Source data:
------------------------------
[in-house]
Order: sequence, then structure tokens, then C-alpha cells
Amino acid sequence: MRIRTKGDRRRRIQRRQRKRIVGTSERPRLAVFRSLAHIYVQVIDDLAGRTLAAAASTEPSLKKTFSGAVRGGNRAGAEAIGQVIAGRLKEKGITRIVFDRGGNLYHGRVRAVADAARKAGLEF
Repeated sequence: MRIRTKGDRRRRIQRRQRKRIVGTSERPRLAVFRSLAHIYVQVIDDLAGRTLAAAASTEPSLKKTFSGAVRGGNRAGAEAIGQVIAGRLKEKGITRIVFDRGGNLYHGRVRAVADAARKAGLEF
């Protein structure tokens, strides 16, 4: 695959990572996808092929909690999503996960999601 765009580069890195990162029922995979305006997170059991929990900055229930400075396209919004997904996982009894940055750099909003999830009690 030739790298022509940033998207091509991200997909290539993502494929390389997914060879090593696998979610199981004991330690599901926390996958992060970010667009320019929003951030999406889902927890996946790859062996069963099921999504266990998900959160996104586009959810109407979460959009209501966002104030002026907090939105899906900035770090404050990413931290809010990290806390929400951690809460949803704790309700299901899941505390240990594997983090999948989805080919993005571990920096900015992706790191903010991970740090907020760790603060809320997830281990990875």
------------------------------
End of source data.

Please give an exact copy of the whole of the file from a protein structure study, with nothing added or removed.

[in-house]
Order: sequence, then structure tokens, then C-alpha cells
Amino acid sequence: MRIRTKGDRRRRIQRRQRKRIVGTSERPRLAVFRSLAHIYVQVIDDLAGRTLAAAASTEPSLKKTFSGAVRGGNRAGAEAIGQVIAGRLKEKGITRIVFDRGGNLYHGRVRAVADAARKAGLEF
Repeated sequence: MRIRTKGDRRRRIQRRQRKRIVGTSERPRLAVFRSLAHIYVQVIDDLAGRTLAAAASTEPSLKKTFSGAVRGGNRAGAEAIGQVIAGRLKEKGITRIVFDRGGNLYHGRVRAVADAARKAGLEF
């Protein structure tokens, strides 16, 4: 695959990572996808092929909690999503996960999601 765009580069890195990162029922995979305006997170059991929990900055229930400075396209919004997904996982009894940055750099909003999830009690 030739790298022509940033998207091509991200997909290539993502494929390389997914060879090593696998979610199981004991330690599901926390996958992060970010667009320019929003951030999406889902927890996946790859062996069963099921999504266990998900959160996104586009959810109407979460959009209501966002104030002026907090939105899906900035770090404050990413931290809010990290806390929400951690809460949803704790309700299901899941505390240990594997983090999948989805080919993005571990920096900015992706790191903010991970740090907020760790603060809320997830281990990875």